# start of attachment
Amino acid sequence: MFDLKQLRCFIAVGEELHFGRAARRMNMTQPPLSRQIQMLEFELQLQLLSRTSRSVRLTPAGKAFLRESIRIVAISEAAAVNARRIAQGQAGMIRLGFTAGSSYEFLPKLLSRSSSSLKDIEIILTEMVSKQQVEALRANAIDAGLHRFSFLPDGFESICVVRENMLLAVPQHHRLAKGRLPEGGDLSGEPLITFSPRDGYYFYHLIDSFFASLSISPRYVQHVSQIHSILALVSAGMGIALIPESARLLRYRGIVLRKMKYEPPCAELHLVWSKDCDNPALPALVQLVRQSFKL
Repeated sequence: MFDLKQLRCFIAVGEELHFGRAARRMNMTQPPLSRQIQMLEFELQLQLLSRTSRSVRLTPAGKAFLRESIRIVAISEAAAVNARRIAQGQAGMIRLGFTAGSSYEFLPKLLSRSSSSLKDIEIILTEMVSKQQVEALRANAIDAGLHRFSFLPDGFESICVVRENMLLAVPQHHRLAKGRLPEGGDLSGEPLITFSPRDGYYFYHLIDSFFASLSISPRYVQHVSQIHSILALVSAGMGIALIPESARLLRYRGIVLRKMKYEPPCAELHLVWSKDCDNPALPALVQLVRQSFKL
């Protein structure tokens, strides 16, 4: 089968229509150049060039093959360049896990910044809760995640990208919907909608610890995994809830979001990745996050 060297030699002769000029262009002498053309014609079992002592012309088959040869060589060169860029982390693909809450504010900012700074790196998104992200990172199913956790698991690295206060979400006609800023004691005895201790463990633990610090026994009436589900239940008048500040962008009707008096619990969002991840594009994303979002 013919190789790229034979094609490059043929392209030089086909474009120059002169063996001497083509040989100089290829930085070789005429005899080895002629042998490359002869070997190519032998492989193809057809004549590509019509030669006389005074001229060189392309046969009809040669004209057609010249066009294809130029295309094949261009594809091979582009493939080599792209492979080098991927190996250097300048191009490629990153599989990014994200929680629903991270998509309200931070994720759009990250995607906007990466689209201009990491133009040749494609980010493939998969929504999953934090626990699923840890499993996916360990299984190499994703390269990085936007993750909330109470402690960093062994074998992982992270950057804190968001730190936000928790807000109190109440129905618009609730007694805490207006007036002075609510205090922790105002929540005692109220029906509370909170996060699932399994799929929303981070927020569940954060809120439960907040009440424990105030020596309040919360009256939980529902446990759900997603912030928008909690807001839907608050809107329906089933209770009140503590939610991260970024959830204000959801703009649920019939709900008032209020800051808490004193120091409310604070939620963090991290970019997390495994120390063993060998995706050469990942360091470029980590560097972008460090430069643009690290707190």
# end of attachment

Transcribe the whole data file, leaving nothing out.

Amino acid sequence: MFDLKQLRCFIAVGEELHFGRAARRMNMTQPPLSRQIQMLEFELQLQLLSRTSRSVRLTPAGKAFLRESIRIVAISEAAAVNARRIAQGQAGMIRLGFTAGSSYEFLPKLLSRSSSSLKDIEIILTEMVSKQQVEALRANAIDAGLHRFSFLPDGFESICVVRENMLLAVPQHHRLAKGRLPEGGDLSGEPLITFSPRDGYYFYHLIDSFFASLSISPRYVQHVSQIHSILALVSAGMGIALIPESARLLRYRGIVLRKMKYEPPCAELHLVWSKDCDNPALPALVQLVRQSFKL
Repeated sequence: MFDLKQLRCFIAVGEELHFGRAARRMNMTQPPLSRQIQMLEFELQLQLLSRTSRSVRLTPAGKAFLRESIRIVAISEAAAVNARRIAQGQAGMIRLGFTAGSSYEFLPKLLSRSSSSLKDIEIILTEMVSKQQVEALRANAIDAGLHRFSFLPDGFESICVVRENMLLAVPQHHRLAKGRLPEGGDLSGEPLITFSPRDGYYFYHLIDSFFASLSISPRYVQHVSQIHSILALVSAGMGIALIPESARLLRYRGIVLRKMKYEPPCAELHLVWSKDCDNPALPALVQLVRQSFKL
């Protein structure tokens, strides 16, 4: 089968229509150049060039093959360049896990910044809760995640990208919907909608610890995994809830979001990745996050 060297030699002769000029262009002498053309014609079992002592012309088959040869060589060169860029982390693909809450504010900012700074790196998104992200990172199913956790698991690295206060979400006609800023004691005895201790463990633990610090026994009436589900239940008048500040962008009707008096619990969002991840594009994303979002 013919190789790229034979094609490059043929392209030089086909474009120059002169063996001497083509040989100089290829930085070789005429005899080895002629042998490359002869070997190519032998492989193809057809004549590509019509030669006389005074001229060189392309046969009809040669004209057609010249066009294809130029295309094949261009594809091979582009493939080599792209492979080098991927190996250097300048191009490629990153599989990014994200929680629903991270998509309200931070994720759009990250995607906007990466689209201009990491133009040749494609980010493939998969929504999953934090626990699923840890499993996916360990299984190499994703390269990085936007993750909330109470402690960093062994074998992982992270950057804190968001730190936000928790807000109190109440129905618009609730007694805490207006007036002075609510205090922790105002929540005692109220029906509370909170996060699932399994799929929303981070927020569940954060809120439960907040009440424990105030020596309040919360009256939980529902446990759900997603912030928008909690807001839907608050809107329906089933209770009140503590939610991260970024959830204000959801703009649920019939709900008032209020800051808490004193120091409310604070939620963090991290970019997390495994120390063993060998995706050469990942360091470029980590560097972008460090430069643009690290707190």